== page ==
Aloha Tokyo! Exploring Harajuku, Omotesando and Nakano


My last day in Tokyo before heading out was a full day of hanging out with friends from Hawaii as well as Japan. The entourage (below) was a group that started with Hawaii folks and my friend Deanne Matsushita, who lives in Tokyo. I’m just showing you the highlights; if you want to see all photos from this day, click here.


From left: Me, chef John Iha, chef Keith Endo, Junifer Chun, Gavin Morita, and chef Garrett (John and Keith’s boss).

First stop: Harajuku! This is the famous Takeshita Street, where you can shop, eat, and see all kinds of cosplay types. The street doesn’t open til about 10 a.m. but if you don’t like to fight crowds, go early.

Junifer Chun in front of a crepe stand in Harajuku.

Junifer Chun in front of a crepe stand in Harajuku.

Some people have to have a Harajuku crepe every time they come to Tokyo. If nothing else, this is a reason to get there early, as the lines for the crepe stands are always so long. Most are sweet, but this one is a savory salmon crepe.


We walked the length of Takeshita and ended up at the base of Omotesando, a high-end shopping district. On weekends, this street is crawling with people.


It’s not all high-end shopping. We found a store that specialized in Niigata products, and we went crazy buying snacks! These ladies were outside selling special kakimochi from the area as well as preserved veggies.


A side street off Omotesando is a quirky, funky, hip and cool place called Cat Street, and I highly recommend you visit. One of the stories about why it’s called Cat Street is that it’s named after its shape of a wavy cat tail.




We stopped to snack at this takoyaki stand on Cat Street. The chefs proclaimed it legit! It was lightly crunchy on the outside, and soft on the inside.


By the time we were done, it was time for a (late) lunch, so we crossed over toward Shibuya and found this restaurant, Hokkaido, specializing in dishes from my favorite place in Japan. If you go, get the red grape sour or the melon sour. These were the best cocktails!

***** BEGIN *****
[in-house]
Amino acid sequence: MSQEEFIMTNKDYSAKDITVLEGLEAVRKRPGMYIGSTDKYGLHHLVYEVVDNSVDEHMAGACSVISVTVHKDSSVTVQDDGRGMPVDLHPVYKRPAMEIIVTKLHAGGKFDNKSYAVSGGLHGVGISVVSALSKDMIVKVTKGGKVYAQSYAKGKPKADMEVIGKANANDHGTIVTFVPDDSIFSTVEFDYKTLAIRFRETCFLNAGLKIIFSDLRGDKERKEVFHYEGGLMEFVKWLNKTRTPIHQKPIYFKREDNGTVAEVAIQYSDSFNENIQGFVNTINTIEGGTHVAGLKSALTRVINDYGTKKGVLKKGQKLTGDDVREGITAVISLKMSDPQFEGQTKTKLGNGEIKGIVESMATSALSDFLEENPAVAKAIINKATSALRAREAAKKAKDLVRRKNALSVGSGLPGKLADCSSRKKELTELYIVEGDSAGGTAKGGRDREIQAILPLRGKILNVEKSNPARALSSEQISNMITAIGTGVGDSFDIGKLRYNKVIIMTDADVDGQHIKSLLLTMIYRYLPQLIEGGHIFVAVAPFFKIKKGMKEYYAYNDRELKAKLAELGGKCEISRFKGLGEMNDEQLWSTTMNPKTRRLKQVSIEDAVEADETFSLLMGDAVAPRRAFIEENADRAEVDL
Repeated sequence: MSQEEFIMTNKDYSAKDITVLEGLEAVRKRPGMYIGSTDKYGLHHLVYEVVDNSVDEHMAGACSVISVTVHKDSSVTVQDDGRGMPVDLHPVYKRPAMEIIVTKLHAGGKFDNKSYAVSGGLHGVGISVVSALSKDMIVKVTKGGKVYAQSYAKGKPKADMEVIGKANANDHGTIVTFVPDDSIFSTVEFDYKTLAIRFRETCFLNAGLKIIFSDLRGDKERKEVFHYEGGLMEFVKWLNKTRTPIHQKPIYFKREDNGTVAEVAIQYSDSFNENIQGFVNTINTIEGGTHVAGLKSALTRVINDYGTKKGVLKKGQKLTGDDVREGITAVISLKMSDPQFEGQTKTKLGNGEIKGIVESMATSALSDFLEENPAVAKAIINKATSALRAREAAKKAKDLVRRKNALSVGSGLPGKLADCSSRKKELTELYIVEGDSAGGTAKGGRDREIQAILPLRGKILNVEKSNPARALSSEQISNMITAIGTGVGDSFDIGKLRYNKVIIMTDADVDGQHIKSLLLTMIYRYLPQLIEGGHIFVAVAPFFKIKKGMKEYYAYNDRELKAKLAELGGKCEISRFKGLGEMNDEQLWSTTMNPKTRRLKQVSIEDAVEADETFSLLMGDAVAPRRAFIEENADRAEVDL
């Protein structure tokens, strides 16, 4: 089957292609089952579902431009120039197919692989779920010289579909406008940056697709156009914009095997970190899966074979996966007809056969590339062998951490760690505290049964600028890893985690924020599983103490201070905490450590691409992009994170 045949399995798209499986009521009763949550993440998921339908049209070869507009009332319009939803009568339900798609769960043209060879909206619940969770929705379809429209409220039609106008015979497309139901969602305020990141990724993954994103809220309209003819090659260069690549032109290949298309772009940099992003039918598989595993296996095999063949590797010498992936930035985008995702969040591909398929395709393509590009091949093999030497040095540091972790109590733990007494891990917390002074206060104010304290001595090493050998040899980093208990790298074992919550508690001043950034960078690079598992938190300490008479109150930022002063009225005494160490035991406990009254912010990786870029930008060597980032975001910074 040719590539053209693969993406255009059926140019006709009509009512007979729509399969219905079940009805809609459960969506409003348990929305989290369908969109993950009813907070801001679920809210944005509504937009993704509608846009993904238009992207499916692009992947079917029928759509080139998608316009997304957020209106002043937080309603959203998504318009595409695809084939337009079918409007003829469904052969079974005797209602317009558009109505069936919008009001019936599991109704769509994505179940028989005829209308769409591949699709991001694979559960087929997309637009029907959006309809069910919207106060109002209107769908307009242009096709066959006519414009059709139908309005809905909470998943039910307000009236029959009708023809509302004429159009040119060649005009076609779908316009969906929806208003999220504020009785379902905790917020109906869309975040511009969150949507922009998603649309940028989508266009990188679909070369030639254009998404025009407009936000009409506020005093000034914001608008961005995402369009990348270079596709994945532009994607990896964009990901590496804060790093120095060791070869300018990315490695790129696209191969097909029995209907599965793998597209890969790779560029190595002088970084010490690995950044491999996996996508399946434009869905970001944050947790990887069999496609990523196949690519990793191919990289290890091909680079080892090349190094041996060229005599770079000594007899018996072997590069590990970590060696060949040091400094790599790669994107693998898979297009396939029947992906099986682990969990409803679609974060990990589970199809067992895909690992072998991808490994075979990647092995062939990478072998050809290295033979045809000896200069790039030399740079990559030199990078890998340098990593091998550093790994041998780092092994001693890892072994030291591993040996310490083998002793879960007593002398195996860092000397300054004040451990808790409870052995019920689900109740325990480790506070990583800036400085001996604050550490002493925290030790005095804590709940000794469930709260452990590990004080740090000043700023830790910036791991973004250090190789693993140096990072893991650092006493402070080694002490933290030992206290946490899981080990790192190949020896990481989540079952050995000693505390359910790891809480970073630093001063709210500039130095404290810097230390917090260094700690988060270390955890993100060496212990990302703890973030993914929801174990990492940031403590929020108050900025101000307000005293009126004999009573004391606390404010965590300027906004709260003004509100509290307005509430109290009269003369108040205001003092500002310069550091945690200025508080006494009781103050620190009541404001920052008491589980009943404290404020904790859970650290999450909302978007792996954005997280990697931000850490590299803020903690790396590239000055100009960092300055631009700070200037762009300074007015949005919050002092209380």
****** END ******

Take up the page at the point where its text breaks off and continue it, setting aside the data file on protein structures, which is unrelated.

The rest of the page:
The fondue using Hokkaido cheese and crab. Winna.


Crudite of vegetables with a special pickled vegetable dip. Also really good (and nice, since we needed to eat more veggies).

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Special Hokkaido fish! Sorry I can’t tell you the names as the notes were in my phone, which was stolen (more on that later).


Crab “miso,” served fondue-style. It’s accompanied by a plate of crab so you can dip it in.


Salmon nigiri with ikura, which was excellent. Some of the guys don’t even care for salmon sushi and they loved it!


And, finally … live shrimp. They were on ice so stunned and numb, but still moving nonetheless. I can do raw, but not live, so I needed John to help me rip the head off. The tail was sweet and clean, though. Talk about fresh.


We spent a few hours in the Tokyu Hands basement, working up an appetite for dinner at Nakano Okijoki. This is a traditional “irori” restaurant in a very residential area.


“Irori” is a traditional Japanese sunken hearth. In this case, it’s a large hearth, and things are cooked in the middle of the restaurant.


Here, Deanne is replaced by my friend Leila Okazaki Kumei (between me and Garrett), who lives in Tokyo. On the far left is Paul Kimi, who joined us in the morning to also help tour us around.


I guess today’s food theme was live action, since our sashimi plate included a lobster head that was still moving!


Special giant littleneck clams (o-asari), which they only had 10 of. These were served on flaming salt, and were amazingly tender.


This is a very special fish called nodokuro, or “black mouth.” It’s very tender and has  lovely flavor.


And, this is a special fish that many people even in Japan don’t get to eat: kinki. It’s an oily fish, so the meat is very rich. The guys ate both fish heads because it was so good.

That was a very special sendoff dinner! I’ll add the addresses in later, but if you want to see all the photos from this trip, click here.

Up next: heading to France and getting my phone stolen!